Date of Graduation
Bachelor of Science in Human Environmental Sciences
Apparel Merchandising and Product Development
Committee Member/Second Reader
This research addresses sustainability in the apparel industry from the specific perspective of repurposing materials for use in costume development. Repurposing discarded materials, also referred to as upcycling, is examined as a viable approach to waste management and evaluated for its impact on sustainability in apparel and textile production, especially in relation to costume development. Current issues in sustainability in the apparel industry that are a focus for this research include waste from production as well as post-consumer waste. The project includes the design and construction of two costume pieces based on a style of costume known as cosplay. Cosplay is a subculture of costume enthusiasts that dress up to resemble one or more characters from a fan universe. The rise of popularity in cosplay contiguous to upcycling is one reason the project combines the two concepts. Secondly, cosplay costume development can repurpose materials beyond textiles, such as plastics, glass, metal, and wood. Finally, many cosplay hobbyists may have budget constraints that can be resolved by purchasing materials to upcycle from resale stores. Resale stores are a source of materials because the maintenance of the discarded materials removes a portion of cleaning from the project. Results of the research are the conclusion of the efficacy of upcycling in costume development as an approach to waste management, the assessment of the aesthetic quality of upcycled costumes, and useable guide for cosplay participants to follow with the intention to utilize as much repurposed or upcycled materials as individual skills allow.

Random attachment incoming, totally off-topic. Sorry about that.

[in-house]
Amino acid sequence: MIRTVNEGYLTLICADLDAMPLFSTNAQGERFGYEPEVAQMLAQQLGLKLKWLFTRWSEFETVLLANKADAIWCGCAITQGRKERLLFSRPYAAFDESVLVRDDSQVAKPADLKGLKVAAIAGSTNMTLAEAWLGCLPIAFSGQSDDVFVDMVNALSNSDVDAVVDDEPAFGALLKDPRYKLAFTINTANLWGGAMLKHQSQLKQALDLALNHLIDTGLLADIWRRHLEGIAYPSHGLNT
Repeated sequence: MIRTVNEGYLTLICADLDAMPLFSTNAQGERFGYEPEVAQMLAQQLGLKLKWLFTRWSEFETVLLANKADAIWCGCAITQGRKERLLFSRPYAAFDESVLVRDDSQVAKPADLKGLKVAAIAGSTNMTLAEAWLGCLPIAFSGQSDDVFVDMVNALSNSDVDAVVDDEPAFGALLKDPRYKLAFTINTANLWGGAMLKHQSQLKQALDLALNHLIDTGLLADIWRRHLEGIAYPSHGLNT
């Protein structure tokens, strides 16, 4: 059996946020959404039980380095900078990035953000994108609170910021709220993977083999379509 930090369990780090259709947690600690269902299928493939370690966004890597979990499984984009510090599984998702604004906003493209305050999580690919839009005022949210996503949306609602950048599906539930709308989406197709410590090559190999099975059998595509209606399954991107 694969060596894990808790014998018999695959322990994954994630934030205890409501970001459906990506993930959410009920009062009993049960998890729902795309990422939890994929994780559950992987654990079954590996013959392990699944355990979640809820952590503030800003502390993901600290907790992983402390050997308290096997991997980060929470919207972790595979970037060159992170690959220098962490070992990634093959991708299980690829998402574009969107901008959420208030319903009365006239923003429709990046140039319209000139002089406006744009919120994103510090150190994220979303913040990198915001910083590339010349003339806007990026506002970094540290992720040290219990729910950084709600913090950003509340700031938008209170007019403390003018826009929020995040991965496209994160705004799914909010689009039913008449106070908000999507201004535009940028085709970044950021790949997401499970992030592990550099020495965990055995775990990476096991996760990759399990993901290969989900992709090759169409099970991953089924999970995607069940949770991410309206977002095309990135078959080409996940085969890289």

Keywords: cosplay, sustainability, upcycling, fashion, subculture
cosplay, sustainability, upcycling, fashion, subculture
West, S. (2017). Eco-Cosplay: Upcycling as a Sustainable Method of Costume Construction. Apparel Merchandising and Product Development Undergraduate Honors Theses Retrieved from https://scholarworks.uark.edu/ampduht/2